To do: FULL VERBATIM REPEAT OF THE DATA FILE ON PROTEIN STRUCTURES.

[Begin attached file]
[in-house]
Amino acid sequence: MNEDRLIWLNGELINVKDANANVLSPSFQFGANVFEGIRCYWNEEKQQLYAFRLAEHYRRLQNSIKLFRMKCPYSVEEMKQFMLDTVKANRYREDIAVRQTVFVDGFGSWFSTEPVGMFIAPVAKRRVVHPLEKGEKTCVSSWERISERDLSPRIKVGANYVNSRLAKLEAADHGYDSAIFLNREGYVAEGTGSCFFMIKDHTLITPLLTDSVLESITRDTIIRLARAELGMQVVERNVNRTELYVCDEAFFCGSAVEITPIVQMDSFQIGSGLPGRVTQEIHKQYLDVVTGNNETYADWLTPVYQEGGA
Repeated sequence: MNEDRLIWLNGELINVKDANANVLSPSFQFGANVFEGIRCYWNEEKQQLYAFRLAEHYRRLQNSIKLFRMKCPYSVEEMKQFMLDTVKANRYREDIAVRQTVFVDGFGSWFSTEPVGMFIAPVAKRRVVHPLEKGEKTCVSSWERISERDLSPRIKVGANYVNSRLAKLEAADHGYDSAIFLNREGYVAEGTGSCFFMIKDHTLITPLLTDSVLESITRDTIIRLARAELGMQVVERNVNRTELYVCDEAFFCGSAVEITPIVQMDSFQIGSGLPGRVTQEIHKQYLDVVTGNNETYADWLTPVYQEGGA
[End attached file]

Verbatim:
[in-house]
Amino acid sequence: MNEDRLIWLNGELINVKDANANVLSPSFQFGANVFEGIRCYWNEEKQQLYAFRLAEHYRRLQNSIKLFRMKCPYSVEEMKQFMLDTVKANRYREDIAVRQTVFVDGFGSWFSTEPVGMFIAPVAKRRVVHPLEKGEKTCVSSWERISERDLSPRIKVGANYVNSRLAKLEAADHGYDSAIFLNREGYVAEGTGSCFFMIKDHTLITPLLTDSVLESITRDTIIRLARAELGMQVVERNVNRTELYVCDEAFFCGSAVEITPIVQMDSFQIGSGLPGRVTQEIHKQYLDVVTGNNETYADWLTPVYQEGGA
Repeated sequence: MNEDRLIWLNGELINVKDANANVLSPSFQFGANVFEGIRCYWNEEKQQLYAFRLAEHYRRLQNSIKLFRMKCPYSVEEMKQFMLDTVKANRYREDIAVRQTVFVDGFGSWFSTEPVGMFIAPVAKRRVVHPLEKGEKTCVSSWERISERDLSPRIKVGANYVNSRLAKLEAADHGYDSAIFLNREGYVAEGTGSCFFMIKDHTLITPLLTDSVLESITRDTIIRLARAELGMQVVERNVNRTELYVCDEAFFCGSAVEITPIVQMDSFQIGSGLPGRVTQEIHKQYLDVVTGNNETYADWLTPVYQEGGA